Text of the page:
Common professions like doctor, nurse and engineer are regulated in all thirteen of Canada provinces and territories; more specific professions like geoscientist are currently only regulated in eleven of the thirteen jurisdictions.
The system of governance (regulation) of professions used in Canada is by delegation, in law, to each profession by government, the right and duty to self-regulate itself. This is achieved by each provincial or territorial government passing an Act creating professional associations or colleges and directing each profession to regulate itself in the public interest in that jurisdiction. Each regulatory college or professional association is independent and self-financed, and reports to its provincial or territorial government.
PROFESSIONS IN CANADA
More information about regulated professions in Canada can be found here
Regulation of professionals is achieved through registration. In other words, you must become a member of - and be accountable to - the professional association (sometimes called a "regulatory college" or "regulator") for your profession in the province or territory in which you work. All those wishing to practice their profession in that jurisdiction must become registered. It is unlawful to practice your profession without first being registered.
Once you are a registered your name is placed on the “register”, which is the public list of all individuals who have been approved (licensed) to practice your profession in that jurisdiction. Licensure requires the member’s adherence to a Code of Ethics and all other policies and guidelines of the regulator – all of which are directed at protecting the public interest in that jurisdiction. It also makes the member directly accountable to their regulator and subject to its complaints and discipline process.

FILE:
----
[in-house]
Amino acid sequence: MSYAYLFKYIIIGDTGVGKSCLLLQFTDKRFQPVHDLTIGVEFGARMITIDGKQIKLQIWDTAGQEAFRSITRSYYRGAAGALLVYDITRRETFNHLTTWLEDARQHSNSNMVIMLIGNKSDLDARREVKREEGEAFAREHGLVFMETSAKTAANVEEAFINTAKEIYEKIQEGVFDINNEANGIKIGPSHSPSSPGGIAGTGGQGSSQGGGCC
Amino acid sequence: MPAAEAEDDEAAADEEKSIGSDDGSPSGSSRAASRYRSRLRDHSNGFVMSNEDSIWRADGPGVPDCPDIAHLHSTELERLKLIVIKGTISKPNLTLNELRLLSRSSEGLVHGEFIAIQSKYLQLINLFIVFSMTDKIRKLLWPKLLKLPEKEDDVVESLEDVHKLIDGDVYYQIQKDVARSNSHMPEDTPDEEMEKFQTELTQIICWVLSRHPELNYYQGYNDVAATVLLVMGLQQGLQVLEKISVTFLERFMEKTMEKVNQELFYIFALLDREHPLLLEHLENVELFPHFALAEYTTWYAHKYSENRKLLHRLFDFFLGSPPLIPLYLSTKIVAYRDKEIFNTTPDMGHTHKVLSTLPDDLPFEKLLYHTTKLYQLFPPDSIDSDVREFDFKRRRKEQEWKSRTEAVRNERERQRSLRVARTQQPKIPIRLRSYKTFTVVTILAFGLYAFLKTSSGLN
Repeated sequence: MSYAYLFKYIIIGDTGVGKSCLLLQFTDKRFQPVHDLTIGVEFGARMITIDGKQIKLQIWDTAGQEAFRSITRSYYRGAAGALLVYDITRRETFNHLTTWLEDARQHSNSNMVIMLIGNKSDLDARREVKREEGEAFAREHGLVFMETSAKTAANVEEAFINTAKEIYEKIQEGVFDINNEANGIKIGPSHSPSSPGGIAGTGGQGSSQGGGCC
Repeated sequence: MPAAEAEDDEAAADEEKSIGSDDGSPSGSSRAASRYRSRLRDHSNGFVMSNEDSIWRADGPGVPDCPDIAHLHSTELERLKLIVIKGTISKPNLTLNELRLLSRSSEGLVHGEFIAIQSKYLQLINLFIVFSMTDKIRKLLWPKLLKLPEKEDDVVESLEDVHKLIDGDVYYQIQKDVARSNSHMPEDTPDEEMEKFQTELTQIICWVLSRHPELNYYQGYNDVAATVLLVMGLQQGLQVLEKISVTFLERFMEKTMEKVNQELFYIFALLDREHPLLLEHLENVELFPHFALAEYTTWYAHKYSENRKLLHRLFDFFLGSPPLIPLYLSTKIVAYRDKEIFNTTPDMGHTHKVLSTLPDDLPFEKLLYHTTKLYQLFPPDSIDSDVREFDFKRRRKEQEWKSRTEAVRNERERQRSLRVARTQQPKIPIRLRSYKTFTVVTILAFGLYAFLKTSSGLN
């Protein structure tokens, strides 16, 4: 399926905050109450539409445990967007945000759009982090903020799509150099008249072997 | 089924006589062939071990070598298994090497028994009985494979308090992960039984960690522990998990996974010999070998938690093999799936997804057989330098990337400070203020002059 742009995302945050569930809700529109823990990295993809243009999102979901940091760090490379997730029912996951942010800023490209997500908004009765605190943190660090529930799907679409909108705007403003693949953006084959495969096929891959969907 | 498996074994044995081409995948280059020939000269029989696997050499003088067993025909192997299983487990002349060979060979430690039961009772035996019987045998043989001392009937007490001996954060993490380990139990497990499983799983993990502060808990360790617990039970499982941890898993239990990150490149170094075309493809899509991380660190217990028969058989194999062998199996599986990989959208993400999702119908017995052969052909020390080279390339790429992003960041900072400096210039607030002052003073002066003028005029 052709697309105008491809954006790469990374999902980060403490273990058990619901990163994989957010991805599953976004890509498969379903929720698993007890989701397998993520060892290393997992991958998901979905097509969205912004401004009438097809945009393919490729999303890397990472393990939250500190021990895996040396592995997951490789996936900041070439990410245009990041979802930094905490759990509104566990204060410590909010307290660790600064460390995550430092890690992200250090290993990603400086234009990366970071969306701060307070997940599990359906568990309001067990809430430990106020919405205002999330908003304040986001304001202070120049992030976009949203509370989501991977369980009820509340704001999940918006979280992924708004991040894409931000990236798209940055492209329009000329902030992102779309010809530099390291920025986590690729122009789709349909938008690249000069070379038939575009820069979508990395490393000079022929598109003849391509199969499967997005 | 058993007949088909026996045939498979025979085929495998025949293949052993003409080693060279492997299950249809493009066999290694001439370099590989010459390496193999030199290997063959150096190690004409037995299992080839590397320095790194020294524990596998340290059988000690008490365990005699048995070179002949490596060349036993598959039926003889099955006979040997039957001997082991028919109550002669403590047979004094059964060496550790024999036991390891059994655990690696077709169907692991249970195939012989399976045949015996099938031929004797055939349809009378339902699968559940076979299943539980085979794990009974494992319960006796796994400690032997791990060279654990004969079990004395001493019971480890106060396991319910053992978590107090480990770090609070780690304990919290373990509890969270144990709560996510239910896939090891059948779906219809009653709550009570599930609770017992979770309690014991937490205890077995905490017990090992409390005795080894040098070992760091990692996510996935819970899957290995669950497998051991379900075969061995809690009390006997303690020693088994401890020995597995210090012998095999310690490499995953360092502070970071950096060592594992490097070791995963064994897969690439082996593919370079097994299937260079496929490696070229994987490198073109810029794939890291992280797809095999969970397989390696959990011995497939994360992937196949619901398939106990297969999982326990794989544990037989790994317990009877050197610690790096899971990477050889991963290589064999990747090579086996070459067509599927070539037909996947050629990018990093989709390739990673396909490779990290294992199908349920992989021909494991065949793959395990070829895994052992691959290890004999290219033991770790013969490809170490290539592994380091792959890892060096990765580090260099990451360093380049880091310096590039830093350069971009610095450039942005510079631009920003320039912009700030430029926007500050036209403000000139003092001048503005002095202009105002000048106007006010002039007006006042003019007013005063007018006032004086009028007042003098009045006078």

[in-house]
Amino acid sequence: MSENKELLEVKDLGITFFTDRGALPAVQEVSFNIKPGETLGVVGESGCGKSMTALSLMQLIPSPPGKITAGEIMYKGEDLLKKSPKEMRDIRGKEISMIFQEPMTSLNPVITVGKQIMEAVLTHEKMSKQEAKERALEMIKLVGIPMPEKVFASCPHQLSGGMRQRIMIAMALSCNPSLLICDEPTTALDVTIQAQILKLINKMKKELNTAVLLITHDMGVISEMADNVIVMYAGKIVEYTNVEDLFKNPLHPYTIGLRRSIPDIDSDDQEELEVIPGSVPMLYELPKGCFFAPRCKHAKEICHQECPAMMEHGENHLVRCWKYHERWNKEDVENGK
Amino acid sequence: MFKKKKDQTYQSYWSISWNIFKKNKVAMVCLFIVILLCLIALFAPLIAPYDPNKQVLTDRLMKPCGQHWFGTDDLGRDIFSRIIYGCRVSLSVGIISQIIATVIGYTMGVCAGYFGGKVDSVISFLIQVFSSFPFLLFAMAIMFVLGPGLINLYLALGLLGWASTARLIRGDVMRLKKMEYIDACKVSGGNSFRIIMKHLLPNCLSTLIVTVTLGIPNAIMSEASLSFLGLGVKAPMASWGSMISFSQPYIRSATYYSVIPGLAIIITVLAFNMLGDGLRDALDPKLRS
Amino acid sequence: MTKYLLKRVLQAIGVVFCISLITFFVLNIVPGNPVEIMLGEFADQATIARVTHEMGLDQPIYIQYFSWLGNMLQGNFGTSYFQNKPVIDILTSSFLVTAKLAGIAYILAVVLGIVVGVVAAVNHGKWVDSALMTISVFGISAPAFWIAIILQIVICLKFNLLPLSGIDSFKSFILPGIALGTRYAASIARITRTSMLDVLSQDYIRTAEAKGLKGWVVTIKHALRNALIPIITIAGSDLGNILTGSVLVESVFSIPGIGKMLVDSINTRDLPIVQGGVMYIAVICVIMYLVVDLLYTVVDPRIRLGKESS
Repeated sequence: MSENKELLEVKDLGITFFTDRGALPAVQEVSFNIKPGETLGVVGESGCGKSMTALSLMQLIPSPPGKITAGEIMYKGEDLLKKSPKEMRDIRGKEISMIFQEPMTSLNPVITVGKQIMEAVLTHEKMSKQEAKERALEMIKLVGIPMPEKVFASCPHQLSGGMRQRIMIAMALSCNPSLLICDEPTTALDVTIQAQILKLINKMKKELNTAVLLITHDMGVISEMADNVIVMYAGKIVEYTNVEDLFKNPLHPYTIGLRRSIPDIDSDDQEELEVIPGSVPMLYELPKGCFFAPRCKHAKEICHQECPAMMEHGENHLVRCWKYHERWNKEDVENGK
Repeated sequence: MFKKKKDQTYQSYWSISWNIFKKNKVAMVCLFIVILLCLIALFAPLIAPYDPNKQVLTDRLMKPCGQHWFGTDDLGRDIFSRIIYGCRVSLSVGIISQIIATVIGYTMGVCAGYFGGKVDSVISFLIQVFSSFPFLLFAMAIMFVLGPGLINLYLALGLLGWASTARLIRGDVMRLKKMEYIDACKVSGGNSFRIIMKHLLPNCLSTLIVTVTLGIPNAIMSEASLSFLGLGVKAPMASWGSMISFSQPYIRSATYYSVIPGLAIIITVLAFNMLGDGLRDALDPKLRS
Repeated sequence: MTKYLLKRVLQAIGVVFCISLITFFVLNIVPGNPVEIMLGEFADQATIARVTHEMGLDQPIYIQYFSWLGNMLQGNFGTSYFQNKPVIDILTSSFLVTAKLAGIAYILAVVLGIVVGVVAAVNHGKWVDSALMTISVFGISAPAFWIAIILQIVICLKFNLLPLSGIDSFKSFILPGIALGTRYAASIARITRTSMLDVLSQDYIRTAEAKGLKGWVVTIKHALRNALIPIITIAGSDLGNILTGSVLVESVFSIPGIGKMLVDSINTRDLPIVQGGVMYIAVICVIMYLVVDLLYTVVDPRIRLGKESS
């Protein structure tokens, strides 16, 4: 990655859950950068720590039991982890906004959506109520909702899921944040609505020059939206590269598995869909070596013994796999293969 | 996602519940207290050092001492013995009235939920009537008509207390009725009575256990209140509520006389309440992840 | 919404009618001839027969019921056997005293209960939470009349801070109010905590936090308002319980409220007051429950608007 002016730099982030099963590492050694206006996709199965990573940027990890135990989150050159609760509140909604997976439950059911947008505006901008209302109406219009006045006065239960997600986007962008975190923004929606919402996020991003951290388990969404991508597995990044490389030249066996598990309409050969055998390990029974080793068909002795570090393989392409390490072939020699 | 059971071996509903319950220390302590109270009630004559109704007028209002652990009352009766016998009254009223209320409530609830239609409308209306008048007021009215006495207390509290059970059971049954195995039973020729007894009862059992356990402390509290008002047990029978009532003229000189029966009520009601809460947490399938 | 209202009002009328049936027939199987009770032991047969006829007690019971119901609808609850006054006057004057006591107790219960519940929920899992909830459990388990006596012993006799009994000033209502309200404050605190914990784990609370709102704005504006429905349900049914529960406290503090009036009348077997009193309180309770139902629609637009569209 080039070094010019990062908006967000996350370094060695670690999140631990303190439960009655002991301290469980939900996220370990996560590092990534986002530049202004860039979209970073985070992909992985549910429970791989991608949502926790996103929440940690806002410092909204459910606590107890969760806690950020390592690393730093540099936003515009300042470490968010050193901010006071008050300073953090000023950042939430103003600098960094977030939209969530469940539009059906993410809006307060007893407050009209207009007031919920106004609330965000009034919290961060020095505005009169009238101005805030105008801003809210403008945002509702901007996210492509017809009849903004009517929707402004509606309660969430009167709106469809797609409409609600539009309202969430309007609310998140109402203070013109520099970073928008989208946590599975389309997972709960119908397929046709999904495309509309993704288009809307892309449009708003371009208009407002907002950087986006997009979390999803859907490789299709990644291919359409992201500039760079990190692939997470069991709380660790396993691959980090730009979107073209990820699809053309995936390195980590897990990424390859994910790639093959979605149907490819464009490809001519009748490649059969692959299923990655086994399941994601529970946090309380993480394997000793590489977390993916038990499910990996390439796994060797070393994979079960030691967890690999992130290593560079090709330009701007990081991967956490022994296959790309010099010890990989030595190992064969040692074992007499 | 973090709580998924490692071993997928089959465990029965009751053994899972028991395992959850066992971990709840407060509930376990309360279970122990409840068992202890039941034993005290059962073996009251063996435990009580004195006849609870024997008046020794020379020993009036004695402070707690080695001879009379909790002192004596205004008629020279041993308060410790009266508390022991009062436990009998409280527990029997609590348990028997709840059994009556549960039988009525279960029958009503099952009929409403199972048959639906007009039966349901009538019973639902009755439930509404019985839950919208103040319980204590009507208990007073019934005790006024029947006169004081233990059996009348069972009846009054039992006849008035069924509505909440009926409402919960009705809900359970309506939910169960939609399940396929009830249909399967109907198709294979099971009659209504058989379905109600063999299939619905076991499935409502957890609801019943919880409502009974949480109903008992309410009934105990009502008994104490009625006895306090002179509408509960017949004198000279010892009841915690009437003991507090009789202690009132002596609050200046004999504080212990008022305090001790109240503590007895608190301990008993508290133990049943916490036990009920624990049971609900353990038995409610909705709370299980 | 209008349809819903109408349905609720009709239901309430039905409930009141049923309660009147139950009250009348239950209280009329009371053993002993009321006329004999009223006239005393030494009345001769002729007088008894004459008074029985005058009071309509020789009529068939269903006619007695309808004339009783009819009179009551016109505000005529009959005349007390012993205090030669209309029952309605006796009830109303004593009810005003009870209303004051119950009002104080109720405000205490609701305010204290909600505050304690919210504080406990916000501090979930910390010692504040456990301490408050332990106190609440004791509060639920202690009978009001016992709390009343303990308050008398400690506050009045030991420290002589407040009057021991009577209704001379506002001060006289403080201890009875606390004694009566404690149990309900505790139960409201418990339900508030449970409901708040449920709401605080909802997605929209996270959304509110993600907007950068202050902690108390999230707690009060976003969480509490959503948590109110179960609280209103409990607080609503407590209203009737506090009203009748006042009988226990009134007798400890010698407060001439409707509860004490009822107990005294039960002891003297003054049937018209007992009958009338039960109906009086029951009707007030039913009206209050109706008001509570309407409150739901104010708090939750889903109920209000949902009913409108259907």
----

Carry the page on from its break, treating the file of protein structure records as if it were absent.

“Public interest” in Canada primarily means public health and safety. It also means public welfare, which encompasses safeguarding the economic interests of citizens and protecting the natural environment.
Becoming registered requires going through the admission process at the professional association for your respective profession in the province or territory where you intend to practice. Admission involves providing details about your academic training and your work experience. This information is then compared with entry-to-practice standards to determine if you are eligible for registration. Becoming registered may also require receiving orientation and then completing exams on local workplace practices, including applicable regulations and laws.
For more information about registration and licensure for geoscientists see - Getting your Geoscientist Licence.
The Internationally Trained Worker (ITW) Program offers microloans to skilled immigrants who are in the process of becoming licensed in Canada. Eligible expenses include direct and indirect costs related to foreign credential recognition, including:
Low-interest loans of up to $15,000 CAD are available through the following institutions:
Please consult these external link websites for more information regarding the application process, eligibility and interest rates.
Immigrant serving agencies, also known as settlement agencies, provide help and guidance to newcomers. They offer a wide range of services and can help you:
Many of the services they provide are free, and all information is kept private and confidential. Most agencies have staff who can speak languages other than English. If you go to a settlement agency and they do not have the service or language you need, they can help you find another agency that does.
You can access a list of settlement agencies in your areas through the IRCC website:
Pre-arrival services are free online, or in-person programs for people who have been approved to immigrate to Canada. They are intended to be used before you leave for Canada. You can access most pre-arrival services if:
Pre-Arrival services are generally free of charge and can help you to:
A list of pre-arrival services is available on the IRCC website (this is an external link).